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Sat 6 Mar 2004 04:00 AM

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SMB faces vendor backlash

Major relationships under threat in the wake of allegations from US president concerning distributor’s role in the international smuggling of nuclear technology

SMB Group has been dropped as Samsung’s UAE distributor following accusations by US president George Bush that the local firm was a front for the distribution of nuclear technology to countries such as Libya, Iran and North Korea.

Since Bush made the accusations on February 11th, SMB has so far declined to comment despite repeated requests. Other vendors using SMB as a distribution partner are also now considering alternative options. Samsung has appointed Tech Data to take over SMB’s distribution role in the UAE market.

“By appointing Tech Data as our new distributor, all our earlier agreements with SMB have become null and void,” explains K.S. Vasudevan, senior manager digital IT division, Samsung Gulf Electronics. “Our relationship has always remained purely business-centric with all our partners. It was our corporate decision to disengage from companies that are mired in controversies.”

PDA manufacturer palmOne is one of several vendors assessing the future of distribution deals with SMB. It issued the following statement to Channel Middle East: "SMB has been one of palmOne’s distributors in Dubai for a number of years. We were extremely concerned when we learned that the company was implicated by President Bush, and have suspended trading with SMB until we have concrete confirmation that neither the company nor any of its directors are involved. palmOne had no previous knowledge about these allegations."

Fujitsu Siemens Computers has also revealed that it is "reviewing the situation" regarding its distribution agreement with SMB.

Several of the vendors assessing the future of their relationship with SMB have referred the decision back to regional or even global headquarters. They also reveal that rival distributors have been queuing up to make contact with them wanting to present themselves as candidates ready to take on SMB’s role.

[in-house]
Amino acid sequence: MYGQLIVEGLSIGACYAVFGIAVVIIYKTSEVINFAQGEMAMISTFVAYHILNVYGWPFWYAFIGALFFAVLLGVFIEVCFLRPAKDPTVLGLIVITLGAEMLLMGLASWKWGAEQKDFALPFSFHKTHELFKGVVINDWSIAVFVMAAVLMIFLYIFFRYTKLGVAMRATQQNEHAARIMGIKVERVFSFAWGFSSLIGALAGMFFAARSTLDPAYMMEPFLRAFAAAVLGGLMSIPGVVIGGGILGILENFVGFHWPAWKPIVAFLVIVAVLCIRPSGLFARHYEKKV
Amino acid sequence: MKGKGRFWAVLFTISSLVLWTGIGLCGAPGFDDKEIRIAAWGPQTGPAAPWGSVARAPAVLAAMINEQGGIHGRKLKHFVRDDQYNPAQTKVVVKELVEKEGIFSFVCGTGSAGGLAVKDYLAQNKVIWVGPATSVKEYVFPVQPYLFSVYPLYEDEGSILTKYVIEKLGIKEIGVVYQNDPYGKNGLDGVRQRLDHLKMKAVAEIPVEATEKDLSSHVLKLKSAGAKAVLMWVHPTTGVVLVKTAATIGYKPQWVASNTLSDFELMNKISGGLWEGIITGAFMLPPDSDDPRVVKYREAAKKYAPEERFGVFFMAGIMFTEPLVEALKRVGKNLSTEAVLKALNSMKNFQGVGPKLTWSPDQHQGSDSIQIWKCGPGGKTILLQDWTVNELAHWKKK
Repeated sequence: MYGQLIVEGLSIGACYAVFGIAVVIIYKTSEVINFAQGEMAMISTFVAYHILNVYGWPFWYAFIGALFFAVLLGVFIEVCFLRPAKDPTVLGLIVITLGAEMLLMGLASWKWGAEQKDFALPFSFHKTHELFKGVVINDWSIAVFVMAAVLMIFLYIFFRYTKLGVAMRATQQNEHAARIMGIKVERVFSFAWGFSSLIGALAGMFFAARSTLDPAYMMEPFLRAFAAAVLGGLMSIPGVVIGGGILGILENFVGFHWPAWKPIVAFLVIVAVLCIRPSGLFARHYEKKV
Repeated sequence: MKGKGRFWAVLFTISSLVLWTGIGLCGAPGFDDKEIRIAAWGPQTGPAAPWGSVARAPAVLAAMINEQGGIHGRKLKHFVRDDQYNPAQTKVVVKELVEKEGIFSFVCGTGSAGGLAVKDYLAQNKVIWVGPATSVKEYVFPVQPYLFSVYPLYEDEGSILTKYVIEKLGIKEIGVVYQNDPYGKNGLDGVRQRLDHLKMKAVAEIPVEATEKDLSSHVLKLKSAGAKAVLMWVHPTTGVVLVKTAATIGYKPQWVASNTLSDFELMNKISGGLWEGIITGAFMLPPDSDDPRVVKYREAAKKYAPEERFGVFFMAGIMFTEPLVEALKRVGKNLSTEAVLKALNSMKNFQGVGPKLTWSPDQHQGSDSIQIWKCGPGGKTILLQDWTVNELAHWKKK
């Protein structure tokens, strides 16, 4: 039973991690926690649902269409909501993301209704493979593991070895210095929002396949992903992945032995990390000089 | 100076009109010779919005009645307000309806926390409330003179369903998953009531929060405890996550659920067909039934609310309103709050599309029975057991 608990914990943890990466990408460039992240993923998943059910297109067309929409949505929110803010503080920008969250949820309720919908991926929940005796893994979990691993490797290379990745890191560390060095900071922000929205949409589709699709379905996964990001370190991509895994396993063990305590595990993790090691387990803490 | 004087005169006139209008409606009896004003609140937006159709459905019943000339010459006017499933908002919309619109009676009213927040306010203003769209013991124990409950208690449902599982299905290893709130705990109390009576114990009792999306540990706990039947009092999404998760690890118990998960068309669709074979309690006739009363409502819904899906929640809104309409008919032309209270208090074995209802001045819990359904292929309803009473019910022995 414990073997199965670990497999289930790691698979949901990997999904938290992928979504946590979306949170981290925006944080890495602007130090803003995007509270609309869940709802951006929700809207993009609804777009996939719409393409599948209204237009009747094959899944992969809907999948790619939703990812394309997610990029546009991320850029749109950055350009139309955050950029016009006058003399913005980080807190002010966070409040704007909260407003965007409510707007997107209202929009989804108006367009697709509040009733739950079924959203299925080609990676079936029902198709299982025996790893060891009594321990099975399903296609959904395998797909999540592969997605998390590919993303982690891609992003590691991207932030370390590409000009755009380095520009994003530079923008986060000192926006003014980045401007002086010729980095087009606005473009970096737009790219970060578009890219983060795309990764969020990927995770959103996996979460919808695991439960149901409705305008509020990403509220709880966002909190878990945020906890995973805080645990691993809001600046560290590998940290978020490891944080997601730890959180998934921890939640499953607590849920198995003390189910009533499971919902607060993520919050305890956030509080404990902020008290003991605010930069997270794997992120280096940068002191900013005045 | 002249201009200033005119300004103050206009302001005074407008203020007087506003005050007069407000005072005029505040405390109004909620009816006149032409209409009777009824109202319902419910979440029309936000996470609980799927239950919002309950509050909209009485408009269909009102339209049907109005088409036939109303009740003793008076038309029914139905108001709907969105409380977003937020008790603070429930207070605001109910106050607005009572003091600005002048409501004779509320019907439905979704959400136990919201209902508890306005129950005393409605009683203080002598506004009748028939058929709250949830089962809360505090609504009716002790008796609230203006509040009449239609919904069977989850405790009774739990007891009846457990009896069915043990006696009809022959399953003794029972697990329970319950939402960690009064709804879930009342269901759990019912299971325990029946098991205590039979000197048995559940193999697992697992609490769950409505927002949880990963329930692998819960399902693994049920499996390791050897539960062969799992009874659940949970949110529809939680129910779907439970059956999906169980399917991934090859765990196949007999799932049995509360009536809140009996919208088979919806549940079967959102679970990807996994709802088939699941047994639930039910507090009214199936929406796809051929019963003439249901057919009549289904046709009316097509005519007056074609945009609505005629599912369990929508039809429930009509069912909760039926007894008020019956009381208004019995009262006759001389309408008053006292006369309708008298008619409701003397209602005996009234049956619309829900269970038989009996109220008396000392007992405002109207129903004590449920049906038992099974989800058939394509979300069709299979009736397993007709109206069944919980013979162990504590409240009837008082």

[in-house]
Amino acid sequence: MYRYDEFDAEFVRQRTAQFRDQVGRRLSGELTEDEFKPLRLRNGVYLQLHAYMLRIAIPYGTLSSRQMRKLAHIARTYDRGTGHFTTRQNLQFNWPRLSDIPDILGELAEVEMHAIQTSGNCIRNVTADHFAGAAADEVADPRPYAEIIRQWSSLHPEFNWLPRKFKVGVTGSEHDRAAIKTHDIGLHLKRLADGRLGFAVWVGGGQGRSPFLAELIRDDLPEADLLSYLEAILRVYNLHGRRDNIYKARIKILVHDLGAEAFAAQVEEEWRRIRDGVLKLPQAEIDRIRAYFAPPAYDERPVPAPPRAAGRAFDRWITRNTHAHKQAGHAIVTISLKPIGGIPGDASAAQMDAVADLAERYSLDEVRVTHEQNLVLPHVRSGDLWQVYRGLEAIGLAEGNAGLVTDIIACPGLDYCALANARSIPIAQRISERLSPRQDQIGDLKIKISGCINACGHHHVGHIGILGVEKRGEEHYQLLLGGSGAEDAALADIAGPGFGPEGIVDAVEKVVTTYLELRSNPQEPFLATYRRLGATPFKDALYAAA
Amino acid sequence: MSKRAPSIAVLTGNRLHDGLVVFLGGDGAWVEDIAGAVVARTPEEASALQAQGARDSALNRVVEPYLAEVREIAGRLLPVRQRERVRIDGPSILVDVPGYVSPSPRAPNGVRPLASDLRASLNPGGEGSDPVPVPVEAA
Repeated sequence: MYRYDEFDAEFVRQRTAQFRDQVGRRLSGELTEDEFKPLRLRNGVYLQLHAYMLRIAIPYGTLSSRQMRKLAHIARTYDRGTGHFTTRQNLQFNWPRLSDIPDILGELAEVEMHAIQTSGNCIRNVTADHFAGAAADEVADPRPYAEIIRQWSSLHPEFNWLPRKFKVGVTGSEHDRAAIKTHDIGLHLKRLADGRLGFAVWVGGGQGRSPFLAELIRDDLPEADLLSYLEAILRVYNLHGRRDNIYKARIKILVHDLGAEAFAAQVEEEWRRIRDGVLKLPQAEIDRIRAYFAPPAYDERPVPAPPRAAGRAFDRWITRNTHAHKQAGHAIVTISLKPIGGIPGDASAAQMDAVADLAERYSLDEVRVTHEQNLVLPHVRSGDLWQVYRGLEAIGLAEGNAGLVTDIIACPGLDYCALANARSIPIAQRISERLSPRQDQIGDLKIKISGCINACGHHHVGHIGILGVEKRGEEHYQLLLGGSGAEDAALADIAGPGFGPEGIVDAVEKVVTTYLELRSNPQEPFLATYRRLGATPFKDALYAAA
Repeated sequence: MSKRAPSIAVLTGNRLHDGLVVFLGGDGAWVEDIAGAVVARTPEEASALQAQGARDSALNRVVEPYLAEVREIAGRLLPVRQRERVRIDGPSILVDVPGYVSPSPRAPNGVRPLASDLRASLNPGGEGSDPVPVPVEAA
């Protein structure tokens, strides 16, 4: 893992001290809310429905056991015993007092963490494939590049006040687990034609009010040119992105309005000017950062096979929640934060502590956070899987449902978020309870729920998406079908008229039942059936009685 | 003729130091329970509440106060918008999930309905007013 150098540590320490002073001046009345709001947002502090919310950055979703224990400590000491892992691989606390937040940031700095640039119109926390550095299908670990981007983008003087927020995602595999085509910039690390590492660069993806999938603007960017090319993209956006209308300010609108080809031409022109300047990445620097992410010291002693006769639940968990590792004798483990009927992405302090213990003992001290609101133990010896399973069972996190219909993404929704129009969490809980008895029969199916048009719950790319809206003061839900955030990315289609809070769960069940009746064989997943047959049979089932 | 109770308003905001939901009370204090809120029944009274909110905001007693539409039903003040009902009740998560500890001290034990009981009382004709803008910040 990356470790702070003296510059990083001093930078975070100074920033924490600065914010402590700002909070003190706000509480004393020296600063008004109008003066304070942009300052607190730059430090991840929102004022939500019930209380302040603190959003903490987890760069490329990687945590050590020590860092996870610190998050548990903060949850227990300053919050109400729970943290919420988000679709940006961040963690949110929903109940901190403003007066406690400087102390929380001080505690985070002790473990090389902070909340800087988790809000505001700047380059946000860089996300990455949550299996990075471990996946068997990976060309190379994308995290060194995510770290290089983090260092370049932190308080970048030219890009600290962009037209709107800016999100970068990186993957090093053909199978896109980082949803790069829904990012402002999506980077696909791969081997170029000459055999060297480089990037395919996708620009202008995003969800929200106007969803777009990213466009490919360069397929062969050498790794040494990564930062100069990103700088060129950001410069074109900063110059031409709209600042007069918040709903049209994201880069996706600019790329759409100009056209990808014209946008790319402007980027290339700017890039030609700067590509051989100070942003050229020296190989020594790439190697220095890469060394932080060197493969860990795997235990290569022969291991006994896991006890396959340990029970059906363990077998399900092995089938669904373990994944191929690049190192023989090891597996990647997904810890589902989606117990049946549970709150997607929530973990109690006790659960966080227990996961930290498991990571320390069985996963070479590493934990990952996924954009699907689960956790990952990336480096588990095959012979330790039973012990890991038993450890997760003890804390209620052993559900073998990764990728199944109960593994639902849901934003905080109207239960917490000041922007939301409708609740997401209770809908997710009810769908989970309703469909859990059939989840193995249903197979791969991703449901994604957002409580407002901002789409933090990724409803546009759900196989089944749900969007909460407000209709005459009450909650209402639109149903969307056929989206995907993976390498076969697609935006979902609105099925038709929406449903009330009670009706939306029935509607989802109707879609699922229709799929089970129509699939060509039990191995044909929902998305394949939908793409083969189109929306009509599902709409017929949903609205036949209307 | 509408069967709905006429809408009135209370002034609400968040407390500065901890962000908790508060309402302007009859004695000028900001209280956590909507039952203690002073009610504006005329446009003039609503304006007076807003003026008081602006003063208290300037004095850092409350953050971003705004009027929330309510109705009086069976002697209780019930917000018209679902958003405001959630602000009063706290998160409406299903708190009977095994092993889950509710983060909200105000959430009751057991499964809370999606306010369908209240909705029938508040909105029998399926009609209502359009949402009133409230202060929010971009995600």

The man at the centre of Bush's allegations is BSA Tahir, whom he accused of being the smuggling network's “chief financial officer and money launderer”. Indian born Tahir set up SMB after arriving in the Gulf during the 1980s. While BSA Tahir has explained his role in the distribution of nuclear technology equipment to Malaysian authorities, the precise role of SMB in facilitating these activites has not emerged.

So far, SMB has escaped further investigation from authorities in Dubai. Some insiders claim that BSA Tahir's involvement was the actions of a lone individual with SMB being implicated by pure association. Whatever the extent of SMB's involvement, vendors feel the need to distance themselves from the company in order to protect their brand reputation.

“Samsung is an extremely strong brand with strong commitment to the region,” adds Vasudevan. “A major situation of this kind has nothing to do with our image. In fact, our commitment gets stronger through our decision to disengage from companies with controversial records.”

One vendor expressed its admiration for SMB's skills as a distributor during many years of partnership. Nevertheless, it too is considering terminating its contract with SMB because of the bad publicity surrounding the distributor. The future for SMB remains unclear and the company has so far issued no official comment regarding the allegations made against it, or its immediate plans to cope with the loss of major vendor partners.

While the impact on SMB's relationships with vendor partners is starting to become apparent, the reaction of its customers will be even more important. Some will feel the need to distance themselves from SMB and rival suppliers will be waiting to snap up these new clients. SMB's company strap line is “endless possibilities”. Not all of them may be positive.

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